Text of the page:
In effect, this meant that developers of electricity storage projects above 50MW in England and 350MW in Wales would be able to apply for ordinary planning permission for such schemes instead of having to apply to the Secretary of State for a development consent order (DCO). The rationale for the changes was that it would reduce the extra cost and time delays that the NSIP regime can often bring.

Barriers to increased deployment of storage

As a result, the usual size of battery energy storage projects in the UK is expected to increase significantly. We should see some individual projects weighing in at a hefty 1GW – projects of this scale would have been much more challenging from a planning perspective if the legal changes hadn’t been made. As Rystad Energy pointed out, a battery project of this scale could require as much as 55 acres of land, equivalent to more than 40 football fields.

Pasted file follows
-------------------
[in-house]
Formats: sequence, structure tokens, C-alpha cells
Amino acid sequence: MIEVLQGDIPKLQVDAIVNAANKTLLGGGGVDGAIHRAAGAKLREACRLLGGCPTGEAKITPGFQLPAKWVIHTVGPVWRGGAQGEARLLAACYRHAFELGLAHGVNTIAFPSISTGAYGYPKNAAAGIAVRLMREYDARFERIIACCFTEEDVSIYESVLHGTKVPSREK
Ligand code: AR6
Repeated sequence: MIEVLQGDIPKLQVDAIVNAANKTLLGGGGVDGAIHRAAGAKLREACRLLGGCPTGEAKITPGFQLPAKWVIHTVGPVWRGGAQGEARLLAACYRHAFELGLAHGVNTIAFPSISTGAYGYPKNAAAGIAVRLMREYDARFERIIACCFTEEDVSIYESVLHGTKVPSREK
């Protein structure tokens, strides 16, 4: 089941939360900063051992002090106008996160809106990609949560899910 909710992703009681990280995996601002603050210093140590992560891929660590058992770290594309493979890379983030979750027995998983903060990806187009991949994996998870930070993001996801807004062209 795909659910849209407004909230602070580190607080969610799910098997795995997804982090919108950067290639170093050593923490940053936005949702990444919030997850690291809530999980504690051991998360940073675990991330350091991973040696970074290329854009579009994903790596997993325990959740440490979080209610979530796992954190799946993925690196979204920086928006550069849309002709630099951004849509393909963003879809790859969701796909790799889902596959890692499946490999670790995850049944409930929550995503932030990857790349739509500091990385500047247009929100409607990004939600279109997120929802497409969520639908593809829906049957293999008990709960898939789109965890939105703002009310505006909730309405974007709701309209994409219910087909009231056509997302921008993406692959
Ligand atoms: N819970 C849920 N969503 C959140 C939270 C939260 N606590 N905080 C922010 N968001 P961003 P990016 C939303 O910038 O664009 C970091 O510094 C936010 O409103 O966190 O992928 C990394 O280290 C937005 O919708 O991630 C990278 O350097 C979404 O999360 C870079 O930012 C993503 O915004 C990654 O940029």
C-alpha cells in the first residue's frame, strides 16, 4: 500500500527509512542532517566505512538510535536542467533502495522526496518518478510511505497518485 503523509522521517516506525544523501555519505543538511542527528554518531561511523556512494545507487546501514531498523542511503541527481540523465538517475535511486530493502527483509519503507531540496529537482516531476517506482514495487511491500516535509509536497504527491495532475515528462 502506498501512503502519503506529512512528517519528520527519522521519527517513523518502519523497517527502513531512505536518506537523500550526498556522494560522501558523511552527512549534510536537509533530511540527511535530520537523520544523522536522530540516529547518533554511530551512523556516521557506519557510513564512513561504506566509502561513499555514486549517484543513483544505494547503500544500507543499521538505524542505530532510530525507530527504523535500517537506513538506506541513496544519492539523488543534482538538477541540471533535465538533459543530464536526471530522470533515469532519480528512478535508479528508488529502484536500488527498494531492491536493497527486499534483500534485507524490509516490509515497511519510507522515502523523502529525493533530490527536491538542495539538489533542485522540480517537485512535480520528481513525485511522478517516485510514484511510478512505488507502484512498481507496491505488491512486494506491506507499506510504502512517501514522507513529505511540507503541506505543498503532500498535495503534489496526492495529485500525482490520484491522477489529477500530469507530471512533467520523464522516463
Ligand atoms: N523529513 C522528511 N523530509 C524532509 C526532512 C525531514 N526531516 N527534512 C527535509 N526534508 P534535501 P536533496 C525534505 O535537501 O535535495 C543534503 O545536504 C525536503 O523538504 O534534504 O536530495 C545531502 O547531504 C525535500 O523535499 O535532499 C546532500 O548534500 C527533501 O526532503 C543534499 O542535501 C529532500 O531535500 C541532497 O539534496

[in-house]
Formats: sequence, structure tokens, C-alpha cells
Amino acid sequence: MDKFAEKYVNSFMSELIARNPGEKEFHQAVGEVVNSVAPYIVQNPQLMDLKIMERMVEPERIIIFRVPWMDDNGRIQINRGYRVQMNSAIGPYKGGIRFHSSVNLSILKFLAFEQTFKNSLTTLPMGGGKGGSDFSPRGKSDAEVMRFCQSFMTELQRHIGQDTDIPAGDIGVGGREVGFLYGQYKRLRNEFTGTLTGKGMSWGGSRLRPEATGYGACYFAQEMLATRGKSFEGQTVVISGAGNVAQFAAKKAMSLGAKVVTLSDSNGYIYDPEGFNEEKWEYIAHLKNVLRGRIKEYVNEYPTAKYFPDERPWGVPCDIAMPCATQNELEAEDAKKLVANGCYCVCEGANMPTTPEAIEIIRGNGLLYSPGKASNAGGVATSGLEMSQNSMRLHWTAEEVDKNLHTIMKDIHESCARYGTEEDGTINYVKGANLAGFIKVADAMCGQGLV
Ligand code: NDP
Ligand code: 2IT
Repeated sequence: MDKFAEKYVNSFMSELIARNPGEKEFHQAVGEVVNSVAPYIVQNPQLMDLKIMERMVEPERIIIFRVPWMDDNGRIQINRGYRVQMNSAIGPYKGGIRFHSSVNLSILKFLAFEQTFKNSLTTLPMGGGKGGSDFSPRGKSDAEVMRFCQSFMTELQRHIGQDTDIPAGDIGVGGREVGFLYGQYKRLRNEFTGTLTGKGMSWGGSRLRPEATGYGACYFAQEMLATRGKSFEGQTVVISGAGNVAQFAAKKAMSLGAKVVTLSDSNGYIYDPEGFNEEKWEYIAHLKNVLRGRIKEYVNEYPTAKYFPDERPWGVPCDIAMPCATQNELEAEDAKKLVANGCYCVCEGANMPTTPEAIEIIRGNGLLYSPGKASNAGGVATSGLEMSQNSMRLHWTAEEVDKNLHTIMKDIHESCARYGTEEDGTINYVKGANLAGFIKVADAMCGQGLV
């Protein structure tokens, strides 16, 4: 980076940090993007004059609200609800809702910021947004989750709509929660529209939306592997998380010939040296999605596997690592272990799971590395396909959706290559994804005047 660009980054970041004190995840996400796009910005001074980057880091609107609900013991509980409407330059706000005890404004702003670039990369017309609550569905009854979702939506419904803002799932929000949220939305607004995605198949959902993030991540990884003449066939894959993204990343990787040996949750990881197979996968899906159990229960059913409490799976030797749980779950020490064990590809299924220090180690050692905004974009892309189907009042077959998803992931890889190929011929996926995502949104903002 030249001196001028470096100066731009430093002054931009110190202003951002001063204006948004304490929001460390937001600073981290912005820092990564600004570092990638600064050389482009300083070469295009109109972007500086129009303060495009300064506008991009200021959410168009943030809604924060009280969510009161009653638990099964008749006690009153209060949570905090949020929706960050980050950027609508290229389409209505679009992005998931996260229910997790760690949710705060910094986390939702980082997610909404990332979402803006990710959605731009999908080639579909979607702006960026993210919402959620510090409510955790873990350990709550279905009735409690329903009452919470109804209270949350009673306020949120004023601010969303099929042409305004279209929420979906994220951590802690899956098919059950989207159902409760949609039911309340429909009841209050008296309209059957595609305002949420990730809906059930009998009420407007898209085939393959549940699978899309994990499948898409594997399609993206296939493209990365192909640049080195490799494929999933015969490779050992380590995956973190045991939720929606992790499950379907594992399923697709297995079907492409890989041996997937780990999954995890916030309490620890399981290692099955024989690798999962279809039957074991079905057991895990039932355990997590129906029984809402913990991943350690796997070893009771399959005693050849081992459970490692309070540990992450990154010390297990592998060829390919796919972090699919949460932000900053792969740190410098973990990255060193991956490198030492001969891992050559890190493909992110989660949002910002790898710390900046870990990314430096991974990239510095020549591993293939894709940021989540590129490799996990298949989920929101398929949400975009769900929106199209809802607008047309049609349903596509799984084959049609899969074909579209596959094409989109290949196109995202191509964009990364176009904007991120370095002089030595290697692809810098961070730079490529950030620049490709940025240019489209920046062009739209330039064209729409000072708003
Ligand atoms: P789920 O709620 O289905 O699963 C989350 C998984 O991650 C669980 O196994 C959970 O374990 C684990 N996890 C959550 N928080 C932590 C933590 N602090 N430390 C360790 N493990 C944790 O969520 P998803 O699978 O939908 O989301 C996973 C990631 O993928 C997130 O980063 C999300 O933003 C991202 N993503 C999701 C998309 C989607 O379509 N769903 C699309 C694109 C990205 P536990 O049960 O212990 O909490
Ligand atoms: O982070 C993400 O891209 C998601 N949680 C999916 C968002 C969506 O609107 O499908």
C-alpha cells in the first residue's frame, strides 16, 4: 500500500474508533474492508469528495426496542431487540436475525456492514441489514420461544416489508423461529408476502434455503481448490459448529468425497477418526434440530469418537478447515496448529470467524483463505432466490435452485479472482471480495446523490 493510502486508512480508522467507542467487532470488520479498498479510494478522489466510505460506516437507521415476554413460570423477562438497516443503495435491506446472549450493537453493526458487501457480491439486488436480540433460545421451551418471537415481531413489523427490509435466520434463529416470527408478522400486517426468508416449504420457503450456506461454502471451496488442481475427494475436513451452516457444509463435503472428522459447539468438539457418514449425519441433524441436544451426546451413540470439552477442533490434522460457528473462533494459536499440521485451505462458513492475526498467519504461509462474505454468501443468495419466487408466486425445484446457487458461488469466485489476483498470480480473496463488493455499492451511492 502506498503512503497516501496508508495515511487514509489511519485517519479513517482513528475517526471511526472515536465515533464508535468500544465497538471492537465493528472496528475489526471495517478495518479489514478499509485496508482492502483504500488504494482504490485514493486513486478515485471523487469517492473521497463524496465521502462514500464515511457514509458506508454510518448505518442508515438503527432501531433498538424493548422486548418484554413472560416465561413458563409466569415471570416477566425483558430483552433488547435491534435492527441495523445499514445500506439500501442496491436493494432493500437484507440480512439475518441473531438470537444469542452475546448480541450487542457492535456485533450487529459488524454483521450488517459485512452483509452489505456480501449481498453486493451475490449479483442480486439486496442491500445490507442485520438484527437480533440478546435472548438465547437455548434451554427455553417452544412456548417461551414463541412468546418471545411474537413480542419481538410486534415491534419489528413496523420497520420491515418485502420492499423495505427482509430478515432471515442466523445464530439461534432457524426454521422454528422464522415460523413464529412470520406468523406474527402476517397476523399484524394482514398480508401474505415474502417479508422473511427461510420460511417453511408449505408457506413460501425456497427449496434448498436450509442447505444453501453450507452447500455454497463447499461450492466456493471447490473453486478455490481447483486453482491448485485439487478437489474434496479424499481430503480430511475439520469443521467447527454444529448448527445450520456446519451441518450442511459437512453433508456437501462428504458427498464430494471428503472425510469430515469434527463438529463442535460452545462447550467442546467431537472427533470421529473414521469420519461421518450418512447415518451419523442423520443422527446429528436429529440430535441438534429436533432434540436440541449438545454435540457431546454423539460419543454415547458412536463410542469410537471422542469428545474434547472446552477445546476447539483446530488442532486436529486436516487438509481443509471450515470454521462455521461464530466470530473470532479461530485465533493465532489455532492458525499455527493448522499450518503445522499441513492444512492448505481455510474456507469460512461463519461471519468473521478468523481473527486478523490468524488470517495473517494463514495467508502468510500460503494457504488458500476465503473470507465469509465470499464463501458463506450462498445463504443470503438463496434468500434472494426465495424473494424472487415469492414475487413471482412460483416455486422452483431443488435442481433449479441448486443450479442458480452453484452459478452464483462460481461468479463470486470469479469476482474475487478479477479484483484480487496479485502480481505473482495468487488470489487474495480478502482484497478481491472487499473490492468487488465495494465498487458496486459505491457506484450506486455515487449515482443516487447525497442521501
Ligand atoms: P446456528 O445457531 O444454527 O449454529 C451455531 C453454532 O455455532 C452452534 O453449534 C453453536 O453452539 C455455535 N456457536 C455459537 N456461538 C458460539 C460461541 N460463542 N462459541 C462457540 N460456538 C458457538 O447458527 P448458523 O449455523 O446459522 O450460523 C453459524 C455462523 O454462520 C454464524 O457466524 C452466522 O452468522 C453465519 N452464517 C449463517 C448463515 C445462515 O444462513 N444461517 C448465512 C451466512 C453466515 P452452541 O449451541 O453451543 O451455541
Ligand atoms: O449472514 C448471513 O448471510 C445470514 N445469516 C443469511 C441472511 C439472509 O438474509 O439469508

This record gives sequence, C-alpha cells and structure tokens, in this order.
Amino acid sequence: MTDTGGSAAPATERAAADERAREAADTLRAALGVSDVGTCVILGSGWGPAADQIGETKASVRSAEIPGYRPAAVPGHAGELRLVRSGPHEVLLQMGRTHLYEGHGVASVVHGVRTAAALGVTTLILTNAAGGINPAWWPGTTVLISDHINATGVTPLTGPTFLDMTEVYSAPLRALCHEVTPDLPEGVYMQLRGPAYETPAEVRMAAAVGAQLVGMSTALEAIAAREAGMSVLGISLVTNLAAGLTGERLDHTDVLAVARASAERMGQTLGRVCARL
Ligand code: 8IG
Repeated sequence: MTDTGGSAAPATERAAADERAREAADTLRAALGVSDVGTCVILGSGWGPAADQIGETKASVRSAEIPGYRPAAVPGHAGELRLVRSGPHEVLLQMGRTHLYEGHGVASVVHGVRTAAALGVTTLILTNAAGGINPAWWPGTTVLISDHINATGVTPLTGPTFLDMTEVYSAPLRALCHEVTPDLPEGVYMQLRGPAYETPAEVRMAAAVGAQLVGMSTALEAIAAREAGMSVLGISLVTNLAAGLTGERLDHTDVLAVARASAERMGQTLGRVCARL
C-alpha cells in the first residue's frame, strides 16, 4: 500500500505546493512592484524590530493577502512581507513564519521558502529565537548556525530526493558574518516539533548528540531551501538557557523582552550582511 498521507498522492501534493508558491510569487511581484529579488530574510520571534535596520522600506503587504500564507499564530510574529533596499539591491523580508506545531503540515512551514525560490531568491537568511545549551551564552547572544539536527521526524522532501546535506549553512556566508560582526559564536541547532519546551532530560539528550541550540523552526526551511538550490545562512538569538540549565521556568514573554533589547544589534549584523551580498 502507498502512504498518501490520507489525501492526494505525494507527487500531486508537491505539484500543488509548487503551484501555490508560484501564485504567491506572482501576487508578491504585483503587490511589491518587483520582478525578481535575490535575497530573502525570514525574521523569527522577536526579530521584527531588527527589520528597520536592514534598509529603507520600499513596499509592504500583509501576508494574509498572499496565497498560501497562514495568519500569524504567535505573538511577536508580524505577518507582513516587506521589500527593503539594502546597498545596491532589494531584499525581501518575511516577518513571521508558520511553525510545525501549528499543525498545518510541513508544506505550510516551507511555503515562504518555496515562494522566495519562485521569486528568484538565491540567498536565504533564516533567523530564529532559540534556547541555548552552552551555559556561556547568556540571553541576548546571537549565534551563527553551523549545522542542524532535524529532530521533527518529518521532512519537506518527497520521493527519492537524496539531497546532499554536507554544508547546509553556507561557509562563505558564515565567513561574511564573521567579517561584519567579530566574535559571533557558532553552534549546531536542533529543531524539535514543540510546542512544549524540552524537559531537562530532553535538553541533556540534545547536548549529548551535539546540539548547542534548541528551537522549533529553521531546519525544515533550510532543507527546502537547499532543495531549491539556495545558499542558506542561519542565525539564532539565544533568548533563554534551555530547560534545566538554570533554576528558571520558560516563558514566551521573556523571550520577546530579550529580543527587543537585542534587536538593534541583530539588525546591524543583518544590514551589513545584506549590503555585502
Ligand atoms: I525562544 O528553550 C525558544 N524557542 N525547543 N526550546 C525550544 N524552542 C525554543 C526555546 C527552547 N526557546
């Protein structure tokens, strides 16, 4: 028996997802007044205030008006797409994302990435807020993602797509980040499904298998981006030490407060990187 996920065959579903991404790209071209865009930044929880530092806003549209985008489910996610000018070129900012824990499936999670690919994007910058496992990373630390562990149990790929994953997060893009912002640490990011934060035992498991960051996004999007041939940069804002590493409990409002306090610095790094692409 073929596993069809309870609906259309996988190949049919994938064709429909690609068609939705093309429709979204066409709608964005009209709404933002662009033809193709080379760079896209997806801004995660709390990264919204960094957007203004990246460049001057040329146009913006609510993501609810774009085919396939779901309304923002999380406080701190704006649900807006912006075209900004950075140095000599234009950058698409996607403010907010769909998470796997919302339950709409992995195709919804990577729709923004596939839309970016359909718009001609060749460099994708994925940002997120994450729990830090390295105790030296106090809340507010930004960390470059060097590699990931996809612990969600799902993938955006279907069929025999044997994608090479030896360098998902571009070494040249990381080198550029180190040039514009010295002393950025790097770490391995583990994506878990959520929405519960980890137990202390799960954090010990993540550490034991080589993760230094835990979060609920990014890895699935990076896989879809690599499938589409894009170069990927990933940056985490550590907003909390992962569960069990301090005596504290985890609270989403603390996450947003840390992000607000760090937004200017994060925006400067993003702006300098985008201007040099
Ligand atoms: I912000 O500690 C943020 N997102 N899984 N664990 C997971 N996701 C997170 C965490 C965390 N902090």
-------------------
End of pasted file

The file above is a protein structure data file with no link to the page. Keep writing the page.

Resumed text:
But the storage community needs to guard against excessive bullishness as there are significant obstacles that could stop the storage sector from fulfilling its undoubted potential.

Let’s take these in turn:

1. Grid connection problems

Securing a grid connection for an energy storage project can take years, sometimes even more than a decade. Merlin Hyman, chief executive of energy advisory business Regen, recently told a House of Commons Business Energy and Industrial Strategy Committee oral evidence hearing that grid connection was the key issue that everyone in the clean energy sector wanted to talk about. He added: “If you apply with a new solar farm, battery, hydrogen electrolyser, large-scale EV charger in most parts of the country, you will get a connection date in 15 years’ plus time. Given our [energy storage] targets are rather earlier than that, that is clearly a huge problem now for the whole net zero transition.” At the same hearing, Will Mezzullo, head of hydrogen at Centrica, summed it up succinctly: “At the moment, the grid is absolutely constrained. They physically can put hardly any more gridscale batteries or renewables on the network.”

2. Supply chain challenges persist